Dunn’s Civics > Feeding the Troops

Obesity in the Army

About a third of American adults are considered obese, having a Body Mass Index greater than 30 (BMI is calculated using height and weight), and 18% of American teenagers are considered obese, according to the Centers for Disease Control and Prevention.



Would the problem of obesity be as significant a problem for America if Home Economics was emphasized as it was in the days of your grandparents?

Would our student loan disaster have occurred? 

Would our teen pregnancy statistics be as devastating? 


In 2010, a group of retired military leaders warned that 27% of young adults (a total of nine million), ages 17 to 24, are unfit for service because they are too fat.

“This is a national security issue,” a spokesman for the group said. “We are having difficulty recruiting from the civilian population.”

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Mission: Readiness' report, "Too Fat to Fight," said that 75% of young Americans (more than 30 million) between the ages of 17 to 24 do not qualify for the military because of failure to graduate [from high school], criminal records or physical problems. The study cited Department of Defense and health data.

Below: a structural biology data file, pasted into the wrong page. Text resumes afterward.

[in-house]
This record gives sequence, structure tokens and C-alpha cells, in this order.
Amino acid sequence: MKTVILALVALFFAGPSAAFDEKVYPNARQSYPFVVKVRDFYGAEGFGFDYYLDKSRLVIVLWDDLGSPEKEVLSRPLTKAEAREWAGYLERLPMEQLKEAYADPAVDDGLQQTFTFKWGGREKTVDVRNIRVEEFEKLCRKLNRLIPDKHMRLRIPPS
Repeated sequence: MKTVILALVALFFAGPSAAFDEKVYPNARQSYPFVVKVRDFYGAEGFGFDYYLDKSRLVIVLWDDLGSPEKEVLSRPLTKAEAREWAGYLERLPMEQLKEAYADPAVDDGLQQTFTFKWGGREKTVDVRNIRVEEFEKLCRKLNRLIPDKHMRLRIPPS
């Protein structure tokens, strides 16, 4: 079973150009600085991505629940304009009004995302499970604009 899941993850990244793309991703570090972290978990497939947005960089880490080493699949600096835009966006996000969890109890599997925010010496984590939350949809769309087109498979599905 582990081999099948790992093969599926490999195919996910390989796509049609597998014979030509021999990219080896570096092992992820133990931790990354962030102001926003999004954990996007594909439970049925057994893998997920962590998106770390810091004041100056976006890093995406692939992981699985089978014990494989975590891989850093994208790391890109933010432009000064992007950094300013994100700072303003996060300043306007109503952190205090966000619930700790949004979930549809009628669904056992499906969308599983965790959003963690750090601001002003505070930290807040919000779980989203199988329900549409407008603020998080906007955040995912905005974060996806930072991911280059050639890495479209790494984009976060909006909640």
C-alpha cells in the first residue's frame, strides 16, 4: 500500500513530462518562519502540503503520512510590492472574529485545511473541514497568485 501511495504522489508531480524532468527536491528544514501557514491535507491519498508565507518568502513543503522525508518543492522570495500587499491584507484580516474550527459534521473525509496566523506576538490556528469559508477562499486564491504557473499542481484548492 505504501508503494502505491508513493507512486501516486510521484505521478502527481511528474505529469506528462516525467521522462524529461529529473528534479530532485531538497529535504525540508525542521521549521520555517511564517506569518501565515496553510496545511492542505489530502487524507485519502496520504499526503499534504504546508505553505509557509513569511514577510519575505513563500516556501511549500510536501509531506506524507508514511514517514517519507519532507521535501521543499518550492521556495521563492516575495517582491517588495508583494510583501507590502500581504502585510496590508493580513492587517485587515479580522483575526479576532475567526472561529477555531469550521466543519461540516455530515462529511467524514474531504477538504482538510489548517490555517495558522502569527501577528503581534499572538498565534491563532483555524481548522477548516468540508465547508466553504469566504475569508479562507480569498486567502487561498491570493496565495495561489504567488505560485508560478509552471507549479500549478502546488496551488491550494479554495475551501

Does it make sense for our military leaders to decry overweight young people when their military installations have sold out their responsibility to feed their soldiers and their families to fast food conglomerates? 

Among those already serving, according to a recent Pentagon study, the number diagnosed as obese or overweight went from about 25,000 in 2001 to more than 85,000 in 2010.


Freedom Crossing shopping center in Fort Bliss, Texas (military population: 10,000), sells almost exclusively junk food.


212  Anthony’s Pizza 
223  Arby’s 
203  Baskin Robbins 
215  Burger King 
701  Buffalo Wild Wings 
213  Charley’s Grilled Subs 
1127 Dairy Queen 
221  Einstein Bros. Bagels 
231  Junga Juice 
214  Manchu Wok 
224  Sarku Japan 
1129 Shamrock’s Irish Pub 
1123 Smashburger 
225  Spudnick’s 
201  Starbucks Coffee 


What do you think about obesity in the US Army? Compare with other armies around the world. Invite an Iraq or Afghanistan vet to discuss this with the class.

Worldwide, around 1.5 billion adults are overweight and a further 0.5 billion are obese, with 170 million children classified as overweight or obese. Obesity takes up between two to six per cent of healthcare costs in many countries.